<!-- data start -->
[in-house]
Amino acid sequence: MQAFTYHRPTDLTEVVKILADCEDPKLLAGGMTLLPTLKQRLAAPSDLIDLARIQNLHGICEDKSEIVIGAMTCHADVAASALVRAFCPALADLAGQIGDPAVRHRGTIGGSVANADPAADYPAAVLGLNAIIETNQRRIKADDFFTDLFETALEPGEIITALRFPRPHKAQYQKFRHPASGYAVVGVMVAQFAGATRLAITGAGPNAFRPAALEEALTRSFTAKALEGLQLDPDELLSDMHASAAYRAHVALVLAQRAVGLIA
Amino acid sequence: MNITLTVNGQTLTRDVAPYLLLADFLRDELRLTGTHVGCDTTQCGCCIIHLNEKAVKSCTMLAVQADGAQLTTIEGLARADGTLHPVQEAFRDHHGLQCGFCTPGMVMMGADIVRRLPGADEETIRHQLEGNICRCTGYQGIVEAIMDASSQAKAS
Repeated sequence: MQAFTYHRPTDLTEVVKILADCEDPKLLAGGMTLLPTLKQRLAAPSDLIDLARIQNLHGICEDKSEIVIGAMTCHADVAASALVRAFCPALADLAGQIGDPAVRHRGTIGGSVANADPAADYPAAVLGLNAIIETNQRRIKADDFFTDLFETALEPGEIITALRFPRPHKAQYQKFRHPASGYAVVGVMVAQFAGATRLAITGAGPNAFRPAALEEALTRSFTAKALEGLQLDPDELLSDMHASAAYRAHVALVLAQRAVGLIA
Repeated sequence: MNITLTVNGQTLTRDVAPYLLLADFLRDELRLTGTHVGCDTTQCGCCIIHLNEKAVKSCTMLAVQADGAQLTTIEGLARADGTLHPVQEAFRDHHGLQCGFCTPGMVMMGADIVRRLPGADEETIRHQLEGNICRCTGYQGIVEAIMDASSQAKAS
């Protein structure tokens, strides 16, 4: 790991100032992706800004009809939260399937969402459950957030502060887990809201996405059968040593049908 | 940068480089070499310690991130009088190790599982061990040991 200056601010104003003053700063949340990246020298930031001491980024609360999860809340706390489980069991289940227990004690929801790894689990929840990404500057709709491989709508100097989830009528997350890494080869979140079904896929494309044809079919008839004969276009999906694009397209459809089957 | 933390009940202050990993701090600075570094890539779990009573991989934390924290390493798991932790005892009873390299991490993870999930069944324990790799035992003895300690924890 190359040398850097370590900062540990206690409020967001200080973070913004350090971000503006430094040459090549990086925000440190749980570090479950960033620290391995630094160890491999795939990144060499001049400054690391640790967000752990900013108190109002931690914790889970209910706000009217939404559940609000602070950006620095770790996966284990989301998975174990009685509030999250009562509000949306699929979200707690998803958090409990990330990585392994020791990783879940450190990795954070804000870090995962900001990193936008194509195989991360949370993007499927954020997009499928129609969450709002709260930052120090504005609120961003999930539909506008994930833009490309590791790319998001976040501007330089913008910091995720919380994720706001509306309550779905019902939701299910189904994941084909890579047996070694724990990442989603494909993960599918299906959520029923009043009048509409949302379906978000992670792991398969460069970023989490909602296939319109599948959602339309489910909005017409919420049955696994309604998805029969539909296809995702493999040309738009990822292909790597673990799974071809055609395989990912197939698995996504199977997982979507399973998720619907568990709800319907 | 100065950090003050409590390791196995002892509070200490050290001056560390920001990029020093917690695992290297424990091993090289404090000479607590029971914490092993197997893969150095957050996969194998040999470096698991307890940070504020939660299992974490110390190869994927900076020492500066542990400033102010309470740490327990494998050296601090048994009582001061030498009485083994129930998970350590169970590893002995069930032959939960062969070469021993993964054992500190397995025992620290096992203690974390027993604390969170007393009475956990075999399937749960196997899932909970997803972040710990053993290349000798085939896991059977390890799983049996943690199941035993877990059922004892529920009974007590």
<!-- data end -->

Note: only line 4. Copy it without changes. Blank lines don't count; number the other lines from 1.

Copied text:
Repeated sequence: MQAFTYHRPTDLTEVVKILADCEDPKLLAGGMTLLPTLKQRLAAPSDLIDLARIQNLHGICEDKSEIVIGAMTCHADVAASALVRAFCPALADLAGQIGDPAVRHRGTIGGSVANADPAADYPAAVLGLNAIIETNQRRIKADDFFTDLFETALEPGEIITALRFPRPHKAQYQKFRHPASGYAVVGVMVAQFAGATRLAITGAGPNAFRPAALEEALTRSFTAKALEGLQLDPDELLSDMHASAAYRAHVALVLAQRAVGLIA